But then, building student achievement often comes in a distant second to politics as UTLA priorities. Last week, union President A.J. Duffy told The Times that even though scripted teaching methods raise scores, "test scores are a phony gauge of whether public education is successful or not." He's entitled to his opinion, but like them or not, tests are one of the measures by which the district tracks the progress of its students. And their progress is the job of every teacher. The union leadership's resistance to the reforms that improve scores is an obstacle to the improvement of L.A. schools.

Fortunately, there are many teachers who disagree with Duffy, who put student achievement first, who believe in trying new things that might help. These are the teachers who think more about the classroom than the union. Unfortunately, they don't tend to vote in union elections. Slightly more than a quarter of the union's members voted in the election that made Duffy president. Maybe if those teachers were more active in UTLA, the L.A. schools would have the kind of union they deserve.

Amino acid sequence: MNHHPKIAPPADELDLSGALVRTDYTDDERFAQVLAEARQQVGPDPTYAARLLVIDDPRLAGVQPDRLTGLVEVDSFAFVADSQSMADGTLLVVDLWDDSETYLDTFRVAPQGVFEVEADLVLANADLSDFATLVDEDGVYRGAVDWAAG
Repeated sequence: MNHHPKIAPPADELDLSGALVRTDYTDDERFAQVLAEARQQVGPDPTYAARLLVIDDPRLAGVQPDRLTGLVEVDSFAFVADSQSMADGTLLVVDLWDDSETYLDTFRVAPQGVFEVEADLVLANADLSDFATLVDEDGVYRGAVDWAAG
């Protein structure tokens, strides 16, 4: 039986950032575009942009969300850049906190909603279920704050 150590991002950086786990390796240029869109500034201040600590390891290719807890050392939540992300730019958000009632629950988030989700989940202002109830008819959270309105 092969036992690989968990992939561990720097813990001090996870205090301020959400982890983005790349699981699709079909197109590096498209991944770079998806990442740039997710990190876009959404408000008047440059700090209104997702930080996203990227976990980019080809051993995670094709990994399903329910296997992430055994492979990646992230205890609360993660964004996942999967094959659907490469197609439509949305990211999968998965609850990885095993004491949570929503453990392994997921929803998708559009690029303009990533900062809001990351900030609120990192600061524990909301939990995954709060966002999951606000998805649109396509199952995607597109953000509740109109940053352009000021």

There have always been a few bright sparks who made it to university before their eighteenth birthdays. I knew some 17-year-olds when I was at college: they had been so far ahead of their class that their teachers let them skip a year. They didn't get any special treatment at university. Though not legally adults, they were entering an adult institution and were treated pretty much the same as everybody else.